- Audible Audio Edition
- Listening Length: 10 hours and 38 minutes
- Program Type: Audiobook
- Version: Unabridged
- Publisher: Recorded Books
- Audible.com Release Date: October 31, 2008
- Whispersync for Voice: Ready
- Language: English
- ASIN: B001K56OX6
- Amazon Best Sellers Rank:
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Gotcha Capitalism: How Hidden Fees Rip You Off Every Day-and What You Can Do About It Audible – Unabridged
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Top Customer Reviews
Technology today gives us automatic teller machines, internet, wireless phones, cell phones, satellite and cable television, electronic bill payments, etc. etc. These gadgets and services are marketed as life simplifiers, and in many ways they are. But there are also hidden costs to using them that gouge the consumer. Sullivan's claim is that unless these hidden costs are recognized, consumers are prey rather than free agents. Hence the "gotcha."
ATM fees, for example, are almost never fully disclosed on the ATM screen. They average about $5 per pop--that is, you pay a good chunk of money to access your money. How bizarre is that? But bizarre as it is from the consumer's perspective, it's good business for the banks because service fees are major revenue sources for banks. These days, according to Sullivan, about one-third of all bank revenues come from fees. In fact, many banks now make more income from fees--checking account fees, bounced check fees, ATM fees, and so on--than from interest on loans and investments.
Or take credit cards. A credit card company can legally raise your interest rates simply by sending you a finely printed and obscurely written announcement informing you of the increase and stating that unless you formally object in writing, you accept it. The companies know that most consumers won't even bother to read the announcement before tossing it. In fact, they bank on it.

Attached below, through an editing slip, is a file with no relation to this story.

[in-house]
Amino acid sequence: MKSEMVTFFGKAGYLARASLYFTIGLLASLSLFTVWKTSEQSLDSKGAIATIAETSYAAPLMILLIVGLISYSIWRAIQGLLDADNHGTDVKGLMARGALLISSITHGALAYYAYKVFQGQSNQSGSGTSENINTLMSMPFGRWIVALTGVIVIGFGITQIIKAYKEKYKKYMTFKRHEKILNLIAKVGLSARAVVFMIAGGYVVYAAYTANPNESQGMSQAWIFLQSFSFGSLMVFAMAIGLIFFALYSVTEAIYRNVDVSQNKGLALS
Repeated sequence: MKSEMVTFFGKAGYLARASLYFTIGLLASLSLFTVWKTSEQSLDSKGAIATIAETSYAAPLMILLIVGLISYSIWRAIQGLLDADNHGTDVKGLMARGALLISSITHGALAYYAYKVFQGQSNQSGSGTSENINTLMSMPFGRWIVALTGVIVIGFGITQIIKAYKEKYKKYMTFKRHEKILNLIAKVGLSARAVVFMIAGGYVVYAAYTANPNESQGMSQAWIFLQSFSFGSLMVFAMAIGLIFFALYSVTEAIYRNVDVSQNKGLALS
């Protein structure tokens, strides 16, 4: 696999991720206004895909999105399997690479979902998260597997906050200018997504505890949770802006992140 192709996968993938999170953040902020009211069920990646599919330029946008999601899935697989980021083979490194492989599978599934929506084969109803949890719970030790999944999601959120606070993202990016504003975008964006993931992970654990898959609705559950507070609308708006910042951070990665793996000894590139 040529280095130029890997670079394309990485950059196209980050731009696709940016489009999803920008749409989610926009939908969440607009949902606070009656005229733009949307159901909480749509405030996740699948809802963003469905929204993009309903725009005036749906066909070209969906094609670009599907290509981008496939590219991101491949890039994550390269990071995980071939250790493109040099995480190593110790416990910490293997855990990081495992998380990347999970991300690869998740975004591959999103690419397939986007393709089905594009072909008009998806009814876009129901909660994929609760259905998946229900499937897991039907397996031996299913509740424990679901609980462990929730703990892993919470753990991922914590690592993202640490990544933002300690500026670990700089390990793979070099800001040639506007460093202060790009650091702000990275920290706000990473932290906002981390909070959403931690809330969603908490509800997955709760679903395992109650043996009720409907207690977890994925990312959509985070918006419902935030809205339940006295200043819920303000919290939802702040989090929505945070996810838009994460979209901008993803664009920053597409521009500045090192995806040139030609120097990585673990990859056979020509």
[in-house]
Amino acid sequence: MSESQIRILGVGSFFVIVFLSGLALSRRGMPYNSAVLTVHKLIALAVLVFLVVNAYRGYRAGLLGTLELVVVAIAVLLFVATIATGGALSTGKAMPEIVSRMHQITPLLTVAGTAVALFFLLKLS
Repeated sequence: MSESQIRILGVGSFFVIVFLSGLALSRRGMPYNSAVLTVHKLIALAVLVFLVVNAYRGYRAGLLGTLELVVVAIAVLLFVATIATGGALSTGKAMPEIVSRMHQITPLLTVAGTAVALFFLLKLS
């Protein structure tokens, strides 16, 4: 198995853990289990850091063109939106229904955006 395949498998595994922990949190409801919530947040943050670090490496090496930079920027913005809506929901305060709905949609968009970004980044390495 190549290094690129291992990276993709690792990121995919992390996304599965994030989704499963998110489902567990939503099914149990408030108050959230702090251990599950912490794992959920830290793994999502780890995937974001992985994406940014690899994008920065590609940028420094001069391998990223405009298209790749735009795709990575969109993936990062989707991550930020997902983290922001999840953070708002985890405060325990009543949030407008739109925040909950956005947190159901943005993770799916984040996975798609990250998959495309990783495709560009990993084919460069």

Or take hotels.Read more ›
Sullivan explains and documents with great clarity how companies have scientifically researched the most effective methods for hiding bogus fees, and what the tipping point are, so that they steal tiny amounts from millions of customers, but in ways that these customers either won't detect, or understand. And it doesn't matter if you catch one company ripping you off: they all do it, so there's really nowhere for consumers to turn. Don't like your cell phone company? Of course not, but is it worth it to drop them and go to another? Probably not, since they're all total crooks.
While this book does a great job cataloging these injustices, it leaves open the question of what we can actually do about it. The book promises readers that they can save $1000.00 if they know how to guard against various unfair business practices. What is really needed, however, is legal protection against these fraudulent and deceptive practices.Read more ›
The information is very practical and useful in everyday situations.
"Big deal," say some - "what's few dollars here and there?' Sullivan's independent researcher surveyed people and concluded the average was $964/year; "Consumer Reports" reported $4,000/family. So, it pays to pay attention to those asterisks, fine print, innocuous letters intended to obtain approval of contract changes w/o even reading, arcane/complex wording, and the signature line. (Sullivan reports an instance where buyers' unknowingly were also purchasing monthly credit insurance, failed to pay it, and racked up large late fees in addition.)
"Gotcha Capitalism" is also a good reference to wave at those contending "free markets cure everything."
Most Recent Customer Reviews
Glad to hear someone finally bringing some of the dastardly corporate swindlers into the light. Lots of useful info. The reason I bought the book was based on info. Read morePublished 16 months ago by mark w.
Seriously, high school and college aged kids need to know this before venturing out into the world. If you wonder why you have the feeling your life is being nickel and dimed (and... Read morePublished 19 months ago by Dean Hubbard
Great book. Should be required reading in every high school in America. Of course the powers that be would not be too happy about that. Read morePublished 22 months ago by newportmb74
Love the concept, but the book just re-hashes the same idea over and over. I heard the author and loved the label on this behavior, but the book format seems too long to... Read morePublished on November 13, 2013 by Matthew R. Mayfield